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Monthly Archives: December 2016

The Idiot (May 23, 1951)

Hakuchi
The Idiot (Hakuchi) (1951)
Directed by Akira Kurosawa
Shochiku Company

As a nearly lifelong fan of director Akira Kurosawa, The Idiot is a difficult film to review. Watching it was an incredibly frustrating experience, since major portions of the film have been lost, and it’s doubtful they will ever be found.

Kurosawa’s original cut of The Idiot ran about four and a half hours, and was intended to be released in two parts. However, the Shochiku studio bosses trimmed it down to a little less than three hours, which is the only existing version.

Mifune and Masayuki Mori

The Idiot (a.k.a. Hakuchi) is an adaptation of the novel by Fyodor Dostoyevsky. Kurosawa followed the plot of the novel fairly closely, but changed the setting from 19th-century Russia to postwar Japan.

Appropriately, the film takes place in Hokkaido, the northernmost of Japan’s main islands. The snowy landscapes give the film the look and feel of a Russian novel. Kurosawa was always preoccupied with weather (especially torrential rainstorms), and The Idiot is a beautiful portrait of a frigid and hostile environment.

The main problem with The Idiot is that it appears to have been trimmed down in a completely arbitrary fashion. The constant wipes (a technique which usually conveys a sense of excitement and forward movement in Kurosawa’s films) seem to always signify an elision in The Idiot. Characters will move from one place to another with no explanation, or the setting will change without warning. Watching The Idiot in its current form is sort of like reading a novel and skipping various chapters at random.

Hara and Mifune

The Idiot is not a film I can properly review, but I will say this — if you have never seen a Kurosawa film before, make sure it’s not this one; however, if you are a Kurosawa fan, it is a film you must see at least once. It’s a gorgeous piece of work, with wonderful performances by the radiant Setsuko Hara, who also appeared in Kurosawa’s No Regrets for Our Youth (1946), and Masayuki Mori, who gives a haunting performance as the “idiot” of the title, a man deeply traumatized by war.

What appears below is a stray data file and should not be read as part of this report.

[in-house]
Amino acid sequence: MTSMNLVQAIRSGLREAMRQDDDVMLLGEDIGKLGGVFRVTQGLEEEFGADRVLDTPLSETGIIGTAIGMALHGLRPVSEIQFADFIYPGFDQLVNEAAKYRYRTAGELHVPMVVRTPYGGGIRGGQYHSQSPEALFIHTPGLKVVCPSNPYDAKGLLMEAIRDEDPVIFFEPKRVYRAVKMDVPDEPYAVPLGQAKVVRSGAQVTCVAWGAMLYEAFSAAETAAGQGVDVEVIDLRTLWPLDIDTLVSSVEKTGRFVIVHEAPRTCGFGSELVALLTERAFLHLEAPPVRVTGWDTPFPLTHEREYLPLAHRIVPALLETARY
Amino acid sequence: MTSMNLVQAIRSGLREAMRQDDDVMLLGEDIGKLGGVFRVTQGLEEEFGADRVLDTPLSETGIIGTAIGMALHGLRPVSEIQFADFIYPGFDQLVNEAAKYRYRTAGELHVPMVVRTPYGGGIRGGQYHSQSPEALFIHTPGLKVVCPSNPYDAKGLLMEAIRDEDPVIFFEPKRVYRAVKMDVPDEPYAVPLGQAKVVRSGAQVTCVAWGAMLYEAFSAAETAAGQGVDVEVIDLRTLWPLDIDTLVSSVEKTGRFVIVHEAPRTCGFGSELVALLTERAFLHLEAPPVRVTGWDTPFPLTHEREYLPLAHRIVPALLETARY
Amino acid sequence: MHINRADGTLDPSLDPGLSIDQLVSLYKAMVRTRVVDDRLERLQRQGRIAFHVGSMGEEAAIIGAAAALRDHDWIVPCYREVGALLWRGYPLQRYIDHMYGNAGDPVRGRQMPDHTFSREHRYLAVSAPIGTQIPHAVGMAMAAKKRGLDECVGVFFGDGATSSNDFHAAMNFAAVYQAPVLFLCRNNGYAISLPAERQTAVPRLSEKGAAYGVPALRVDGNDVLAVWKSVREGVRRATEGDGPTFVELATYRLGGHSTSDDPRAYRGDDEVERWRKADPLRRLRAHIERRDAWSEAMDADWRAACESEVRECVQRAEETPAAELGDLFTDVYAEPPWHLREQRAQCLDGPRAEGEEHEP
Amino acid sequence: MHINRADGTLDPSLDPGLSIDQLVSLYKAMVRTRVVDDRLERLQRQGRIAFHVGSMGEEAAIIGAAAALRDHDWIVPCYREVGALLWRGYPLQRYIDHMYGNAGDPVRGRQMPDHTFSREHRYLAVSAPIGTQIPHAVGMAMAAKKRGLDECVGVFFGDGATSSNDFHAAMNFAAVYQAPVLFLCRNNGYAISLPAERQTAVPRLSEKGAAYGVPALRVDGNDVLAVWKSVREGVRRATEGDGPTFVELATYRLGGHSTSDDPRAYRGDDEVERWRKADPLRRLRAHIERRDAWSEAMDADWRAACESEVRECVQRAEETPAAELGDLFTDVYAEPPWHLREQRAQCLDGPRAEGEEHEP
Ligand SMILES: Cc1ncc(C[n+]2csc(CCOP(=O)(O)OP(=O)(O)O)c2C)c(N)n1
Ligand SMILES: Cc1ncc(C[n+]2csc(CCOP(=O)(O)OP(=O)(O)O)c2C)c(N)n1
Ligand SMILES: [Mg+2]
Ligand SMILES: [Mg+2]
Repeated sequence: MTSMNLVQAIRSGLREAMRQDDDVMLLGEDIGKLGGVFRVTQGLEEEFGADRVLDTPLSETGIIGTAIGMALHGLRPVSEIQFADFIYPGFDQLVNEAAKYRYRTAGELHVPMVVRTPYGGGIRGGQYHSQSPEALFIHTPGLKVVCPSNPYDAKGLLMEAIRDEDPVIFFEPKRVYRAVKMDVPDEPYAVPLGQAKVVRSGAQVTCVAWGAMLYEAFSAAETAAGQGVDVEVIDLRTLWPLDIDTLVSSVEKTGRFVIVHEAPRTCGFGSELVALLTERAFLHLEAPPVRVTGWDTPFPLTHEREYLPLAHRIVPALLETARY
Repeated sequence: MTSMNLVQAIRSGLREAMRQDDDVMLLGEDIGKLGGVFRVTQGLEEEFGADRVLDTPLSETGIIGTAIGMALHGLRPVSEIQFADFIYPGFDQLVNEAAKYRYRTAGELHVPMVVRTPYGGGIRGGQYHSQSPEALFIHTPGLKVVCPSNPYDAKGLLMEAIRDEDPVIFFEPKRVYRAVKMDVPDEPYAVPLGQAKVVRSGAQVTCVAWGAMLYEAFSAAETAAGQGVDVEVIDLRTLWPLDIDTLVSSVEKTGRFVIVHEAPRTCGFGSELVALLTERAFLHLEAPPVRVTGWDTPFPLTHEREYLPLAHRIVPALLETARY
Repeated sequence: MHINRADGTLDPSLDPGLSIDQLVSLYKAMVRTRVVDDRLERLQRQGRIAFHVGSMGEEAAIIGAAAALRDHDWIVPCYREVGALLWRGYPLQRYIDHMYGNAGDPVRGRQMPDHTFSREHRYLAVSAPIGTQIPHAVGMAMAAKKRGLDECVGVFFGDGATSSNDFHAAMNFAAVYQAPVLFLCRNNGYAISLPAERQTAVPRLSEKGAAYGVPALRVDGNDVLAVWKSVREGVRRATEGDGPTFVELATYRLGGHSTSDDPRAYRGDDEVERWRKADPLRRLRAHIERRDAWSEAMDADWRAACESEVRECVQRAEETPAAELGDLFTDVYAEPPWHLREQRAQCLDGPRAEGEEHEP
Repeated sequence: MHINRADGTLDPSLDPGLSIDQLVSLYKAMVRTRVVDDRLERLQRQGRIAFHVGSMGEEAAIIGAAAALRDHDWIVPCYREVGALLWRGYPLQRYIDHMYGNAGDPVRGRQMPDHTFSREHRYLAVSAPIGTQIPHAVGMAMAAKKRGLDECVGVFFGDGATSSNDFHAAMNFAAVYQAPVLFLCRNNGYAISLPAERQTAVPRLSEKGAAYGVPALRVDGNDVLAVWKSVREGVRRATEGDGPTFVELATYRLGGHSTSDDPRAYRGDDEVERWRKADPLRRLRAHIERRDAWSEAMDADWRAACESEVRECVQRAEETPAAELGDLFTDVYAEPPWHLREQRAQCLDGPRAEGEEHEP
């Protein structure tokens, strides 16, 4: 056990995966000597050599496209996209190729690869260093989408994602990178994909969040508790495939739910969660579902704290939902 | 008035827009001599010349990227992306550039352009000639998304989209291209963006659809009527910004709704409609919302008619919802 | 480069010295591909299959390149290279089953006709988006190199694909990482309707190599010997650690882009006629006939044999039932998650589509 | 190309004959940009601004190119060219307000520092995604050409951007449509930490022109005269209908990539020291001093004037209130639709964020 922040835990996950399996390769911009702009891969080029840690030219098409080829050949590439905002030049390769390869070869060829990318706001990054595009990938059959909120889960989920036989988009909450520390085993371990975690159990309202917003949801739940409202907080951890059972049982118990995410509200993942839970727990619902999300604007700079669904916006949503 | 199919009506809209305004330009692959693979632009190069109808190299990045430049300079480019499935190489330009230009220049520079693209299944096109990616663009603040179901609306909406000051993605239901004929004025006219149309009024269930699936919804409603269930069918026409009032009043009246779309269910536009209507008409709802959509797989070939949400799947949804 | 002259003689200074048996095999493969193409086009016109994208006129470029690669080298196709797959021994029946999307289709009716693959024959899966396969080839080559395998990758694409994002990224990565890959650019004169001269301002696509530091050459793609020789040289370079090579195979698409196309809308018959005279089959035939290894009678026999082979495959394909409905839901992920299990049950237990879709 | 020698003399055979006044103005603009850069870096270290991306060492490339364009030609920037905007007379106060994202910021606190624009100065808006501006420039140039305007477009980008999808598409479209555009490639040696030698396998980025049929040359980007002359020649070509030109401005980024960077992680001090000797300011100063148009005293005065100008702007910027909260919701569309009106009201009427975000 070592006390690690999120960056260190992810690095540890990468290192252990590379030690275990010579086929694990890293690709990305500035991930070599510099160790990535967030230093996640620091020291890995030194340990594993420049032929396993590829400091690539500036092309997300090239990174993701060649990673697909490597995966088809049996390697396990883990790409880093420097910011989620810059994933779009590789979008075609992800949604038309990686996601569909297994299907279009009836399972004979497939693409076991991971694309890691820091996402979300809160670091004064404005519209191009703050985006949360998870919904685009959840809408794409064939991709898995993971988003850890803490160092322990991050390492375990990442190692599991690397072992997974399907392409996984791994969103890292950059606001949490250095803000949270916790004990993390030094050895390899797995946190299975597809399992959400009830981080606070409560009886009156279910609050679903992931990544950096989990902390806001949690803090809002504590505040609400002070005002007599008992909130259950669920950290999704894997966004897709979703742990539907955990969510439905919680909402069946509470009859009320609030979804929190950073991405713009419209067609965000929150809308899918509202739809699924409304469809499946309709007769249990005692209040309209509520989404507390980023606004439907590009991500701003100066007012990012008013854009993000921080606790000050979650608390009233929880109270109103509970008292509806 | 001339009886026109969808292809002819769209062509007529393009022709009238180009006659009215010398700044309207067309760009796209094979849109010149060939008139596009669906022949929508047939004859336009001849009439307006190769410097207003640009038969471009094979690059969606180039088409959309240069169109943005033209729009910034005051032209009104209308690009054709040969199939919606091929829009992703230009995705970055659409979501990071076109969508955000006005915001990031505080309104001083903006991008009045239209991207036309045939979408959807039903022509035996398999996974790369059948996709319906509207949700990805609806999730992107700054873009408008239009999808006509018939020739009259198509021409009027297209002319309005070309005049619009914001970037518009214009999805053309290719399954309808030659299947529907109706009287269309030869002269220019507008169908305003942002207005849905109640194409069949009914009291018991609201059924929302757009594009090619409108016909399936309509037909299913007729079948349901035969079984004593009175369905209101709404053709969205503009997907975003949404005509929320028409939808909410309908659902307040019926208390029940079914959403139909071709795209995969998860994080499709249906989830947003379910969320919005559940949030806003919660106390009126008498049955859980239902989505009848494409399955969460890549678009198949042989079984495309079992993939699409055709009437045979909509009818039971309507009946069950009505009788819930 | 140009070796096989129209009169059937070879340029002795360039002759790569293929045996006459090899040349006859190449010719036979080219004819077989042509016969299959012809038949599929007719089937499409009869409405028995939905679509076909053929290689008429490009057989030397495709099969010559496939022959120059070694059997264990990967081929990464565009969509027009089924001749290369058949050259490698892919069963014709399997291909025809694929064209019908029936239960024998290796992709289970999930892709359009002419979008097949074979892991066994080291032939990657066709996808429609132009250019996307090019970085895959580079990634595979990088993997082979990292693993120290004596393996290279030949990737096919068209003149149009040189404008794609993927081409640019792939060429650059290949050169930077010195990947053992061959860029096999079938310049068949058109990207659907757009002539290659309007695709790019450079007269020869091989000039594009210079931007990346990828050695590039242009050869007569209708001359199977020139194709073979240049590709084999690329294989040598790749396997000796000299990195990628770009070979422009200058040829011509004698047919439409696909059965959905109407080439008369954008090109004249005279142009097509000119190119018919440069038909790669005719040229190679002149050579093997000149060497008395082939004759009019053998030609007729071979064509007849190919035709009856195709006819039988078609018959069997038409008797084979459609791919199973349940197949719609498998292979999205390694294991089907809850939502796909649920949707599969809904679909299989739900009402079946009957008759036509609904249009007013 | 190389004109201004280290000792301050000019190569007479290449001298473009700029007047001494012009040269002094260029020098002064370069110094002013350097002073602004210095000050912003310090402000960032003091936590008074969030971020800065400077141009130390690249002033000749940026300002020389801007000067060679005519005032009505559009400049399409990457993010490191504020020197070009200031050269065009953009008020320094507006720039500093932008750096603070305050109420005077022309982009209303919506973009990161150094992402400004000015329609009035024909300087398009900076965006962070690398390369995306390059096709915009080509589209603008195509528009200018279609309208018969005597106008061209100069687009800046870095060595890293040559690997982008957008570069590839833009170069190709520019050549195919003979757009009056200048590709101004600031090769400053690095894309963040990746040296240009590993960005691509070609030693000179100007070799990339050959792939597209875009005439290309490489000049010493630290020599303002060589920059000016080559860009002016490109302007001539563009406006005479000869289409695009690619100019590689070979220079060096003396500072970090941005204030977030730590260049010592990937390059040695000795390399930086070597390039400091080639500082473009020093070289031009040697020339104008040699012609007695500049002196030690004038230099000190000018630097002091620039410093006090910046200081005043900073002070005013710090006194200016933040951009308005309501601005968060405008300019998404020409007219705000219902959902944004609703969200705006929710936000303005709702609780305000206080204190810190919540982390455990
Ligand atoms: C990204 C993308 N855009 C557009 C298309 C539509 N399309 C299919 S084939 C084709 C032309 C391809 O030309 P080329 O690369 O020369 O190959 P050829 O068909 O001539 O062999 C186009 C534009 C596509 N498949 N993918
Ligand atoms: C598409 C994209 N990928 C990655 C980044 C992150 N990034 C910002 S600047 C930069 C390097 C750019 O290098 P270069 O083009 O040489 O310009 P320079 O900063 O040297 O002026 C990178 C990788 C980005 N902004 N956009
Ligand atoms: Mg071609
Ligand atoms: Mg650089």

Kurosawa mainstays Toshiro Mifune and Takashi Shimura have less to do, but turn in dependably good work. I wrote in my review of The Quiet Duel (1949) that it might be Shimura and Mifune’s least interesting pairing for Kurosawa, but this one definitely is, mostly because they don’t really interact much.

Mori and Mifune

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The Thing (From Another World) (April 27, 1951)

The Thing
The Thing (From Another World) (1951)
Directed by Christian Nyby
RKO Radio Pictures / Winchester Pictures

I’m probably one of the few people my age who fell in love with the original version of The Thing before seeing John Carpenter’s 1982 version. Back in high school, I’d watch any piece of 1950s sci-fi schlock at least once, but The Thing (From Another World) was far from schlock, and I watched my VHS copy at least six or seven times when I was a teenager, maybe more.

In fact, I loved The Thing so much that I didn’t really like John Carpenter’s remake the first time I watched it. I loved the optimistic, capable characters in the original and all their rapid-fire, overlapping dialogue, and I found Carpenter’s version pessimistic and depressing. However, like most of Carpenter’s films from the ’70s and ’80s, The Thing gets better every time I watch it, and it’s now easily one of my favorite sci-fi/horror films.

Revisiting the original version of The Thing was a strange experience, at least for the first 20 minutes. I hadn’t seen it in a long time, and Carpenter’s version has in many ways replaced it in my heart.

Once you’ve seen the innovative, gory special effects of Carpenter’s version, it’s hard to go back to James Arness in a bald cap, spacesuit, and claw hands. The 1951 version also lacks the central idea of a shape-shifting alien who can mimic human form, so there isn’t the same level of paranoia, which is a huge part of Carpenter’s version.

arness

After the first couple of reels, however, I settled back into the rhythm of the original and enjoyed it as much as I always did. It’s a completely different movie from Carpenter’s version, and what it does, it does brilliantly. It may not have much in the way of paranoia, but it’s a suspenseful film that establishes a real sense of isolation and claustrophobia.

One thing that struck me on this viewing of The Thing is how much of its gruesomeness and horror is dependent on the viewer’s imagination. Descriptions of things like a plant-based alien-humanoid who lives on blood or scientists hanging upside down with their throats slashed are only referred to in dialogue. This probably played better for audiences weaned on radio dramas, and I’m not sure how well it will hold up for younger viewers accustomed to explicit shocks. On the other hand, the decision of the filmmakers to keep the alien monster mostly off-screen has dated the film well.

The Thing holds up as superior entertainment that is head and shoulders above most ’50s sci-fi movies. The cast is full of actors who never became household names, but they deliver deft character work and seem like real people. What the film lacks in budget it more than makes up for with an intelligent script and tight pacing. It’s a terrific movie that I can watch over and over, and it still feels fresh.

flying-saucer